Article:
by Jarrett Hoffman
There’s plenty of genre variety on the schedule this afternoon and evening, and you can attend each event either gratis or for a freewill offering.
We start with organ music and Christmas carols (Trinity Cathedral), then move to Baroque music and works by living and local female composers (Blue Streak with Burning River Baroque), a percussion ensemble playing modern music and arrangements of traditionals (Oberlin Percussion Group), and a trumpeter, singer, composer, and bandleader bringing a blend of post-bop, funk, and electronic music to his alma mater (Oberlin Jazz Society ft. Theo Croker).
In a category of its own is the memorial concert for oboist and Grammy-winning producer Thomas C. Moore (pictured) — “Tales of Thom” at the Maltz Performing Arts Center at 7:30 pm. Free tickets are required.
Note that a couple of those events are hybrid, both in-person and streamed. See more details in our Concert Listings.
Earlier this week, we shared the news of The Cleveland Orchestra’s upcoming family concerts. Now we turn to the Canton Symphony, whose SymphonyLand Trio Concert Series will return to in-person performances in the new year. Each concert is programmed around a children’s book, and introduces young people ages 3-6 to a different instrumental family within the orchestra.
The January 8 concerts, taking place at both 10:00 and 11:00 am at Zimmermann Symphony Center, are centered around the strings, and feature the story Crunch, the Shy Dinosaur. Woodwinds will take center stage on February 5, and brass on March 12. Free tickets are available here, and virtual versions will be available about a month after the performances.
“It was a familiar, comforting sight: the flutist Claire Chase [Oberlin alum and founder of the International Contemporary Ensemble, among many bullet points on her resume], standing atop a scaffold and softly lit, a warmly glowing star in the expansive darkness of the Kitchen’s performance space.”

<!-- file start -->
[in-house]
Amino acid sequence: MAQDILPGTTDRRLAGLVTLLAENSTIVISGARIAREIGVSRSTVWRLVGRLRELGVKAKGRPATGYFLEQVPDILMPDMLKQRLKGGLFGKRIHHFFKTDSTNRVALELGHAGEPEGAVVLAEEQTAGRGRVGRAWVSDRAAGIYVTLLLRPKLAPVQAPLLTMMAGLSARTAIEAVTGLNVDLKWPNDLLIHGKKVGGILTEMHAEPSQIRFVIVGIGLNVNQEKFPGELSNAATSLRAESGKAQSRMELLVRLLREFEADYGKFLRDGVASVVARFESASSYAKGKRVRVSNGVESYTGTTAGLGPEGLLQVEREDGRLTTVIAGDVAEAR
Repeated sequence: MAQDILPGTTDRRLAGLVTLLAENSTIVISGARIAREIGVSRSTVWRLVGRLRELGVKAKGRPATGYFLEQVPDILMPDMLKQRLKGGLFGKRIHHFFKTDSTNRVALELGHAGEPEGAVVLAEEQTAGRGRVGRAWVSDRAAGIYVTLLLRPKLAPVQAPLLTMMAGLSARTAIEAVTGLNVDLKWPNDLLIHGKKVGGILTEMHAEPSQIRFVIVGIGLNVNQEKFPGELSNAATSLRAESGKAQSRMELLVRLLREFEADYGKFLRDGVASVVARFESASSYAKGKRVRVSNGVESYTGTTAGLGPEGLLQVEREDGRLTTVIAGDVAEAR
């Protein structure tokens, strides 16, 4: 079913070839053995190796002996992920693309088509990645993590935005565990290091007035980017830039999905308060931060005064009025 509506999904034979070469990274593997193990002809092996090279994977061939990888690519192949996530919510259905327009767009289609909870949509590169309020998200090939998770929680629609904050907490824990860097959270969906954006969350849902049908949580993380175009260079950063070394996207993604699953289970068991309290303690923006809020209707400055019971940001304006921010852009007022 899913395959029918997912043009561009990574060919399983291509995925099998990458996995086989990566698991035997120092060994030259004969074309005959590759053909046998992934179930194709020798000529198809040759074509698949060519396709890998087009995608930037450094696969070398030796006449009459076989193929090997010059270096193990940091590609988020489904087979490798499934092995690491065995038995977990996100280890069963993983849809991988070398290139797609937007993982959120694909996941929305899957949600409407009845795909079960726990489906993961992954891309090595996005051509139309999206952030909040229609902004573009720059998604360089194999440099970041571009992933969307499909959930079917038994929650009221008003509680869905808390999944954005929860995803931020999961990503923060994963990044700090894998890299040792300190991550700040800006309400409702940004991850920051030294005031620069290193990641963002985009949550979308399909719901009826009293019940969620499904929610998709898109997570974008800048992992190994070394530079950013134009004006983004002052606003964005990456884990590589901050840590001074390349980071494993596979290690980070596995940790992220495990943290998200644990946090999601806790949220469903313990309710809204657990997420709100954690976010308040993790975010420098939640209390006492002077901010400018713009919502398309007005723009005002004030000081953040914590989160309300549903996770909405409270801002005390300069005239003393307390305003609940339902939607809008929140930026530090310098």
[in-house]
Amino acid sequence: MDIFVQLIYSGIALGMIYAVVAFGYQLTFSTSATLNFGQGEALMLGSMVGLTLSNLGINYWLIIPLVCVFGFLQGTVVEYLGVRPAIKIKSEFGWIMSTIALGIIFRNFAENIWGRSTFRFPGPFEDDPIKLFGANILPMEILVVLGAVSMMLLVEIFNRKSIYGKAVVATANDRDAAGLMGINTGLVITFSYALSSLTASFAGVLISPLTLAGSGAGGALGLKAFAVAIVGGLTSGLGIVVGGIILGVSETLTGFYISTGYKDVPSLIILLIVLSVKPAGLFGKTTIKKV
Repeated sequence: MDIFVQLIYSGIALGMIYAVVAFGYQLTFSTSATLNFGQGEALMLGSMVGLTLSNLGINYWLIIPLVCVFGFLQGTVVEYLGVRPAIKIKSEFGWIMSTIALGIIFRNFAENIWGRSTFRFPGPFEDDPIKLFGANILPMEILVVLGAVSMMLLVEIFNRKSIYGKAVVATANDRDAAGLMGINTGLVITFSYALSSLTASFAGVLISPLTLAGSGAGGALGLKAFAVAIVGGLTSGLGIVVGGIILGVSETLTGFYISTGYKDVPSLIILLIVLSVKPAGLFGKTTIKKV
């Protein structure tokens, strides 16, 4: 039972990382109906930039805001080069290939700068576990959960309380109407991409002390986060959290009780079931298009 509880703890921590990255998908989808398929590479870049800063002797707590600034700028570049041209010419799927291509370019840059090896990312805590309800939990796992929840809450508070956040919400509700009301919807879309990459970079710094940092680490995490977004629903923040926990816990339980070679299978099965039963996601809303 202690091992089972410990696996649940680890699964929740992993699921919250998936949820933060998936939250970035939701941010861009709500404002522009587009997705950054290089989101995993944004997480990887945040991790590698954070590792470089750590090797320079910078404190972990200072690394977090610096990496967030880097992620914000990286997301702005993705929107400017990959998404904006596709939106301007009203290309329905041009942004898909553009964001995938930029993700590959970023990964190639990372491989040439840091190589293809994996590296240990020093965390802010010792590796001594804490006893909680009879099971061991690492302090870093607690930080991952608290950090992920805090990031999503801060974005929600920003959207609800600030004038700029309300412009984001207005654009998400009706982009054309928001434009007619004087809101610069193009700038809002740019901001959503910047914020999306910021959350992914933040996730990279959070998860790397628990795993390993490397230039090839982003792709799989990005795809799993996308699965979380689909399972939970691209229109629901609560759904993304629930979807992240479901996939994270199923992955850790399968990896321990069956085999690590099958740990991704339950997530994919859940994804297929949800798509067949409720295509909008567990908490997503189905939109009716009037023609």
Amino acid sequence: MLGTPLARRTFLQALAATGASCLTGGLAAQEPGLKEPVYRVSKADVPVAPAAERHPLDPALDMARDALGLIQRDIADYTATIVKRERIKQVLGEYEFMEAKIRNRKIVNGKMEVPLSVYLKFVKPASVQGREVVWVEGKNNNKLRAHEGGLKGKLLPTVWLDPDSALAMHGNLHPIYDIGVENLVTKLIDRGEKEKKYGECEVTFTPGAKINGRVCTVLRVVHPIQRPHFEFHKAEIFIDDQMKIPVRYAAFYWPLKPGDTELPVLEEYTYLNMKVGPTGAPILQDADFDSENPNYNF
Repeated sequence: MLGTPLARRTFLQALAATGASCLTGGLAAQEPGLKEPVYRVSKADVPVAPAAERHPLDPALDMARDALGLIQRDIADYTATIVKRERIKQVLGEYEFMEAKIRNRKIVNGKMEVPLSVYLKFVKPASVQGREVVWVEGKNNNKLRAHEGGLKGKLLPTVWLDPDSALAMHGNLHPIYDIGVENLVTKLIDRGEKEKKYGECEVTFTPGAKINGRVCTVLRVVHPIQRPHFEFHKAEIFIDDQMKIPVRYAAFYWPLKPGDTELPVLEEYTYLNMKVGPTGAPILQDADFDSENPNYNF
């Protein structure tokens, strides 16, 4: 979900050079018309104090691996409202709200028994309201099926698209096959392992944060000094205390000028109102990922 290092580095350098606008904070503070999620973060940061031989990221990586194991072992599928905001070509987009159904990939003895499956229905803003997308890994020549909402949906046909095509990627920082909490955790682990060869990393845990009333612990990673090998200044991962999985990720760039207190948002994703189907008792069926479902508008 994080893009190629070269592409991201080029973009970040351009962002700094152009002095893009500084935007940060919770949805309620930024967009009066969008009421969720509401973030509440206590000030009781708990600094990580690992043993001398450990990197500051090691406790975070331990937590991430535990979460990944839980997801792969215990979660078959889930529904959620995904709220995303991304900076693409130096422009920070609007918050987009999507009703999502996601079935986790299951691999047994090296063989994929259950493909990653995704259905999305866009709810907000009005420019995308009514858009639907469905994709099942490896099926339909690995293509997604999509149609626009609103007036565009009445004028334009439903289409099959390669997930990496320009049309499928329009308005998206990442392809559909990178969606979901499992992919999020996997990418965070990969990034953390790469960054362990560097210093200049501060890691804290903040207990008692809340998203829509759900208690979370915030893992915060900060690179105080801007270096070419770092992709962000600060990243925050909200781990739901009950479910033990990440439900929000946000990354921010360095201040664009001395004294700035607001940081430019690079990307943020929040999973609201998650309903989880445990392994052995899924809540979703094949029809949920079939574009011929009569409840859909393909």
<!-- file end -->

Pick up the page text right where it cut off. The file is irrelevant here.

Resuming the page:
In The New York Times, Joshua Barone reviews Part VIII of Chase’s Density 2036. The project began in 2013, and each year results in a newly commissioned program of flute music — leading up to 2036, the centennial of Edgard Varèse’s solo work Density 21.5.
TODAY’S ALMANAC — Bloch in Cleveland:
On this date in 1938, violinist Joseph Szigeti, conductor Dimitri Mitropoulos, and The Cleveland Orchestra gave the first performance of Ernest Bloch’s Violin Concerto.
Bloch had been appointed the first Musical Director of the Cleveland Institute of Music upon its opening in 1920, at its original location of 3146 Euclid Avenue. (The school’s mission as proclaimed by Bloch: “Musical education, in addition to the thorough study of technique, ought above all else, to develop qualities of appreciation, judgment and taste, and to stimulate understanding and love of music.”)
He served in that post until 1925 before moving on to San Francisco Conservatory (which still holds a copy of his “death mask” as prepared by his daughter and her husband — not creepy at all). But he spent most of the 1930s in his native Switzerland, and only returned to the U.S. in the late ‘30s following the rise of anti-Semitism in Germany and Italy.
Many of Bloch’s works draw on his Jewish heritage, including his famous cello concerto Schelomo: Rhapsodie Hébraïque. And while the composer noted the influence of American Indian songs on the central melodies and motives of the Violin Concerto, he also said that the work portrays “the complex, glowing, agitated soul that I feel vibrating through the Bible.”
Listen here to a live recording from a year after the premiere, featuring Joseph Szigeti himself with the Royal Concertgebouw Orchestra under Willem Mengelberg.